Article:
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In 'Victory for Women,' Appeals Court Upholds Ban on Pence's Indiana Law Requiring Ultrasounds Before Abortions

"This is another repudiation of the unnecessary and unconstitutional attempts by Indiana politicians to interfere with women's reproductive rights."

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Reproductive rights advocates in Indiana protested then-Gov. Mike Pence's anti-choice legislation in April of 2016. (Photo: @MaureenHayden/Twitter)

Reproductive rights groups celebrated "a victory for women" after a federal appeals court upheld a ban on a provision in an Indiana law—signed by former governor and current Vice President Mike Pence—that forced any woman considering an abortion to undergo an ultrasound 18 hours before the procedure.

A three-member panel of the 7th Circuit Court of Appeals on Wednesday determined that the mandated waiting period in House Enrolled Act (HEA) 1337 imposes an unconstitutional "undue burden" on women, and upheld U.S. District Judge Tanya Walton Pratt's March 2017 injunction in a 51-page ruling (pdf).

"Rhetoric and persuasion are certainly legitimate methods for a state to assert its preference, but it cannot force compliance with its otherwise legitimate views by erecting barriers to abortion without evidence that those barriers serve the benefit the state intended," wrote Judge Ilana Rovner. "It appears that [the measure's] only effect is to place barriers between a woman who wishes to exercise her right to an abortion and her ability to do so."

"HEA 1337 would require Hoosiers to make two trips to their provider—a time-consuming and expensive process. We are glad the court saw that there is no medical or legal justification for these rules, which would be especially burdensome for rural residents and people with low incomes," responded Christie Gillespie, president and CEO of Planned Parenthood of Indiana and Kentucky (PPINK)—which brought the case challenging the law, with assistance from the ACLU of Indiana.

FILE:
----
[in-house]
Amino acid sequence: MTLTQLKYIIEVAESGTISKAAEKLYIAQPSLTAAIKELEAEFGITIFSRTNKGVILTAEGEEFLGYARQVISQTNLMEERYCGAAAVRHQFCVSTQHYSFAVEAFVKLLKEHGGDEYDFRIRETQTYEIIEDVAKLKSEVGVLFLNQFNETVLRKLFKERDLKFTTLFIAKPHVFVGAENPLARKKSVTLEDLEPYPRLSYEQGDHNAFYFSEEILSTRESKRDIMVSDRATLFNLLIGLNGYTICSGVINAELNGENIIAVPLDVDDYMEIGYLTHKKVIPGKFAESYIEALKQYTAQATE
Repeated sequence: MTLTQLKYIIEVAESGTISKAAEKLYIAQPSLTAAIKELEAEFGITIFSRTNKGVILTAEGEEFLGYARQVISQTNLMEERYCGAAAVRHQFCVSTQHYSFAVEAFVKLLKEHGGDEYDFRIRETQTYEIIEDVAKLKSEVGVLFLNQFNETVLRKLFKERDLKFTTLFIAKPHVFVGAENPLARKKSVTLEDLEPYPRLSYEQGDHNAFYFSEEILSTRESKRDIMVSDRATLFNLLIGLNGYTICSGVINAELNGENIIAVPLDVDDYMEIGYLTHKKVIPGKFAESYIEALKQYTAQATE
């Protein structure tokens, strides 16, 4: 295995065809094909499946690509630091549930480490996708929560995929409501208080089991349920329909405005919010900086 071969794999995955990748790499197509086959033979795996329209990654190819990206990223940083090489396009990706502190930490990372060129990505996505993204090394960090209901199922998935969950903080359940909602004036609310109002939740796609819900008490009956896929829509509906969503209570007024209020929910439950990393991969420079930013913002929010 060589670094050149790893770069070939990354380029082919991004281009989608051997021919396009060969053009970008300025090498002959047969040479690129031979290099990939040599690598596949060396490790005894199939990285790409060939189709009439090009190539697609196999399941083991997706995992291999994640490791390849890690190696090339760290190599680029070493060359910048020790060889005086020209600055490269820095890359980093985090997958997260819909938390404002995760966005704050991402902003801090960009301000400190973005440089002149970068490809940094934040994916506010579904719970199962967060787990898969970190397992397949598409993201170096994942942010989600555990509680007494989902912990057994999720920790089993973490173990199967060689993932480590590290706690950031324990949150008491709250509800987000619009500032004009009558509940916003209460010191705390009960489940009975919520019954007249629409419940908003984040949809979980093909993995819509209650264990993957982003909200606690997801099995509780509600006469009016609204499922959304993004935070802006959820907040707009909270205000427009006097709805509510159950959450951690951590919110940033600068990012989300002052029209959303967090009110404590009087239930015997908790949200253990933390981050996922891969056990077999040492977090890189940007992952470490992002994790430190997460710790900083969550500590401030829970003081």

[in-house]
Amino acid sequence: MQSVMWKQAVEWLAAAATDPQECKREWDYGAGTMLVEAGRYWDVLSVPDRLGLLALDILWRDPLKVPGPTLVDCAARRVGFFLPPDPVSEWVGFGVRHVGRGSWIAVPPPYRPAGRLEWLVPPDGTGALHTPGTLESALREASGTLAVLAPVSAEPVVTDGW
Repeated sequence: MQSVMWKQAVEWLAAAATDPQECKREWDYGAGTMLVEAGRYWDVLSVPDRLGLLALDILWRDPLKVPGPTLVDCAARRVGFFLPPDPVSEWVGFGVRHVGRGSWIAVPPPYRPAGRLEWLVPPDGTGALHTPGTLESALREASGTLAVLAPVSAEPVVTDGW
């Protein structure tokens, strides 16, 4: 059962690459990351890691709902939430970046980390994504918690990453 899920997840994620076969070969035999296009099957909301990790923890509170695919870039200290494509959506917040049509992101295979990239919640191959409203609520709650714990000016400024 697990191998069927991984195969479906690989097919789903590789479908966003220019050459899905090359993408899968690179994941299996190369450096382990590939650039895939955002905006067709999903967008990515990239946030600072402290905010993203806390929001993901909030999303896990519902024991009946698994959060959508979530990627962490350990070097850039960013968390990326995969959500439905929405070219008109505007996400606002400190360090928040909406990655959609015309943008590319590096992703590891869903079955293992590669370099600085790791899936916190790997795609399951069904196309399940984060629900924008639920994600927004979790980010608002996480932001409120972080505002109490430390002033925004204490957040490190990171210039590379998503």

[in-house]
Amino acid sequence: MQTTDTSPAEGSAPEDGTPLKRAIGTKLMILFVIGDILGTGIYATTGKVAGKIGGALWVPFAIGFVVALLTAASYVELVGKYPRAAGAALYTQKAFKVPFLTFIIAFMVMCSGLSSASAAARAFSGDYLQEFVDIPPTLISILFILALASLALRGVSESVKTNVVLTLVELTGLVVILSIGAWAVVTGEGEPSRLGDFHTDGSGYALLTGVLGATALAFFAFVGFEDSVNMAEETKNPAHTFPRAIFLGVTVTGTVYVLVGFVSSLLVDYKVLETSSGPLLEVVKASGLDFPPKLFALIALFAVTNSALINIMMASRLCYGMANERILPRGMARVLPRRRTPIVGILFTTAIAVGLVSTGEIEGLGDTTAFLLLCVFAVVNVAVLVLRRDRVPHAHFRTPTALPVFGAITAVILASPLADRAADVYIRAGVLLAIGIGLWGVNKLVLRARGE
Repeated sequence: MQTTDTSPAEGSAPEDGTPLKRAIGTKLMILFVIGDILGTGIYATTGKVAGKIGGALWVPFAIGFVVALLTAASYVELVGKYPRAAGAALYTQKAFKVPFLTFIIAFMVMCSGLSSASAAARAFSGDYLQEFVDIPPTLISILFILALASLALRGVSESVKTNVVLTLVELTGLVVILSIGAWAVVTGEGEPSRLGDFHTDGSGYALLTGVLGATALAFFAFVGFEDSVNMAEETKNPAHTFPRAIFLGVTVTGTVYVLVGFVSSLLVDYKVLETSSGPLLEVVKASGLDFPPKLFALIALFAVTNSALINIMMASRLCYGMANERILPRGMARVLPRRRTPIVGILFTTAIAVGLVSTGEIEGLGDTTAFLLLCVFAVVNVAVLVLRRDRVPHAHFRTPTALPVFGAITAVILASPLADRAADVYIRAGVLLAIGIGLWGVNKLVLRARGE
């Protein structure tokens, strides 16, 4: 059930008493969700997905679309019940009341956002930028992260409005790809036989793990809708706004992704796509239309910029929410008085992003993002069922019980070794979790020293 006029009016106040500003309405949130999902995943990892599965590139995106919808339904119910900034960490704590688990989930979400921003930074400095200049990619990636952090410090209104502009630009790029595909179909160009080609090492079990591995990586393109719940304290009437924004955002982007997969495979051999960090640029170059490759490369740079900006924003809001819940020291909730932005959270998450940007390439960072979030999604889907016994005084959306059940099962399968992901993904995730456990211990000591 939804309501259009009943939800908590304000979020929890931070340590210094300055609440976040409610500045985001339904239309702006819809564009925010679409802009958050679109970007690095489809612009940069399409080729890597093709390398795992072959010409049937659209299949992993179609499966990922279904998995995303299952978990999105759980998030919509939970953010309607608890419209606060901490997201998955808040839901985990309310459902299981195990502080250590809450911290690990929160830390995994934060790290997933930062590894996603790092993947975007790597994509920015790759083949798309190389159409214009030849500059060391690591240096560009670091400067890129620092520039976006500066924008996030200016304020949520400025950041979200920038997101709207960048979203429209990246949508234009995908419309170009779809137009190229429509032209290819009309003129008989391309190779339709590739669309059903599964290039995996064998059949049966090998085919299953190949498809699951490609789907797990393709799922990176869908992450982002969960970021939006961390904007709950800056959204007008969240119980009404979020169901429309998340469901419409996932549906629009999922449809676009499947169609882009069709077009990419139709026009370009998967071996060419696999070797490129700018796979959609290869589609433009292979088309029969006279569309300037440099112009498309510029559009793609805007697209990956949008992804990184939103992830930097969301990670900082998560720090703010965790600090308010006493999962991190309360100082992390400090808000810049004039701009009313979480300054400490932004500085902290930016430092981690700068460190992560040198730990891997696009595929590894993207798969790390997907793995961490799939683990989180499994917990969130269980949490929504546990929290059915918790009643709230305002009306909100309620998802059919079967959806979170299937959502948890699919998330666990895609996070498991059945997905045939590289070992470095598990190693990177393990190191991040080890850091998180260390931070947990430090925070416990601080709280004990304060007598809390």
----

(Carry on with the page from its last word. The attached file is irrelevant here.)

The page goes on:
"The ruling affirms that deeply personal decisions about abortion should be made by women in consultation with their doctors, not politicians pursuing an extreme ideological agenda," declared ACLU of Indiana executive director Jane Henegar.

Ken Falk, the group's legal director, added, "This is another repudiation of the unnecessary and unconstitutional attempts by Indiana politicians to interfere with women's reproductive rights."

As Brandon J. Smith, the statehouse bureau chief for Indiana Public Broadcasting, noted in a series of tweets, this is just the latest blow to efforts by Indiana's right-wing lawmakers to restrict a woman's right to choose.

Reproductive rights advocates have warned that such efforts are part of a broader ploy by the anti-choice movement to force the U.S. Supreme Court—which could soon have another far-right, Trump-appointed justice—to reconsider its landmark Roe v. Wade ruling and outlaw all abortions nationwide.

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